In my novel, the protagonist starts out as a runaway slave, and I want to point out to the reader that she is avoiding those who are in charge of slaves who all wear a uniform involving a blue shirt and brown leather jacket. I have her travel through a busy crowd, and I want to show her being paranoid whenever she sees the colour blue. However, I do not know where it would be sensible to describe the uniform of these men. Do I include it where the characters are first introduced (which is currently in a flashback to the MC's childhood)? Or would it make more sense to include the description later when they are being spotted by someone due to the distinctiveness of the uniform?

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    That's really not something we can tell you. It all depends on your style of writing and the story you want to tell. If you are unsure, I think you should plot out the different versions in a very rough manner and see which you like best. Then just write that, and maybe change it, when you rewrite after getting feedback from your beta readers.
    – user5645
    Aug 18, 2016 at 22:44
  • @what I'm re-writing at the moment, and in my first draft there was no description, I didn't make them distinctive so I'm just trying to figure out good places to put descriptions. When I read I often skim over descriptions, because I've got a mental image, but I hardly ever read books with a description of a uniform short of "here's you uniform go put it on" or something along those lines Aug 18, 2016 at 22:50
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    I'm going to second what on this being something we can't really tell you. I also would question what books (or genre even) that you are reading where there is little to no description of what groups or people are wearing (official uniform or no). If you are really struggling to find some, start with David Eddings, Raymond E Feist, Robert Jordan, JK Rowling, Clive Cussler, Tom Clancy, Wilbur Smith, Steven Erikson, Brandon Sanderson or nearly anyone else - I guarantee there is a description of clothing and or uniforms in any of them.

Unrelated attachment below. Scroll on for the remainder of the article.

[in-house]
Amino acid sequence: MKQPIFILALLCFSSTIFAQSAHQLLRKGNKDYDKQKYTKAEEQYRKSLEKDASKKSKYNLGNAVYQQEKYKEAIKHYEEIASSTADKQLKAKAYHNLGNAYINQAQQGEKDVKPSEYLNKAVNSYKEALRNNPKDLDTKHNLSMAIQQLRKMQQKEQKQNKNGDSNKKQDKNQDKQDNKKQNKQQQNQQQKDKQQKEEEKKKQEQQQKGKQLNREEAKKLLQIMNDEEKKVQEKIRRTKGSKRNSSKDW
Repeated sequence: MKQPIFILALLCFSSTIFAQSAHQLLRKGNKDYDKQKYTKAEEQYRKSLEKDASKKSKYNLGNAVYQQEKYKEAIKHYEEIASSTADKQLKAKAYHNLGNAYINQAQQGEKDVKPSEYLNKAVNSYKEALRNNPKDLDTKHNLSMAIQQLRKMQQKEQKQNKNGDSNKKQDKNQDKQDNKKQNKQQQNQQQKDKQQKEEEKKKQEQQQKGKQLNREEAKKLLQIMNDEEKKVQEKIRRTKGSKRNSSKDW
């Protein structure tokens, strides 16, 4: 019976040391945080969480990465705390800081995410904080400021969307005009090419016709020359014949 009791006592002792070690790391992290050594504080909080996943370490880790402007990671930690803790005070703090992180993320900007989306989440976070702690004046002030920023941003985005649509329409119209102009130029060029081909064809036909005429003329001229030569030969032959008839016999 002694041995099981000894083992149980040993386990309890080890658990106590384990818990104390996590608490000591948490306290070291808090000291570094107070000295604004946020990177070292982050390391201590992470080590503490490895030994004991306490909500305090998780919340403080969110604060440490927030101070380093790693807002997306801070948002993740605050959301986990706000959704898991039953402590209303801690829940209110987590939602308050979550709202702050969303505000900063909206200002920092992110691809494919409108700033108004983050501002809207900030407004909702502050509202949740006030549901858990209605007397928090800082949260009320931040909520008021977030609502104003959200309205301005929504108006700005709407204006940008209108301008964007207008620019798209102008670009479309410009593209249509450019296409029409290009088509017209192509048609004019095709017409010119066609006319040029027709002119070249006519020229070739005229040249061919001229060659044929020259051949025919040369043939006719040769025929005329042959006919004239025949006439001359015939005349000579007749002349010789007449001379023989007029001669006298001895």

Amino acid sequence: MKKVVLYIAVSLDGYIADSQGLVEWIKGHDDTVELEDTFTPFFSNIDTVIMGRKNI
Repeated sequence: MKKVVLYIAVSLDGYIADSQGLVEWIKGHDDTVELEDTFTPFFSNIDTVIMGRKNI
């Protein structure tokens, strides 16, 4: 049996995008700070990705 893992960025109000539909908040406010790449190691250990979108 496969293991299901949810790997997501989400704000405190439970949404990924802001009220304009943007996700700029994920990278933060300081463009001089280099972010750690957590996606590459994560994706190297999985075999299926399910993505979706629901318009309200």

– user18397
    Aug 19, 2016 at 1:07
  • @Thomo thanks for the recommendations, Fiest is one of my favourite authors, I will definitely skim back through some of his books I've already read. Aug 19, 2016 at 6:45

1 Answer 1


We can't tell you how to write your story, but this is a kind of question that comes up from time to time, the sort that asks: "What is the correct way to do this thing?" Making a rule for yourself about where to describe a thing means that you're making your fiction formulaic and consistent. Good prose has life to it, it's not a list of people, places, events, and descriptions.

Descriptions are a writing technique like any other. They can set the stage and ground the reader, sometimes by conveying atmospheric information and sometimes by giving detail important to the plot. While the plot in this story demands some amount of description, please take care not to over-use it or use it in a predictable way.

From your question, it sounds like you're going to be in this character's head more than a little, so it's important to ask yourself how she would view the world. She'd live in fear of those who could return her to slavery, of course, and she'd search for these distinctive uniforms. But the reader can find out why this is the case anytime in the story. You do not need to set up cause and effect like ducks in a row in a story, you just need to keep the reader satisfied and interested.

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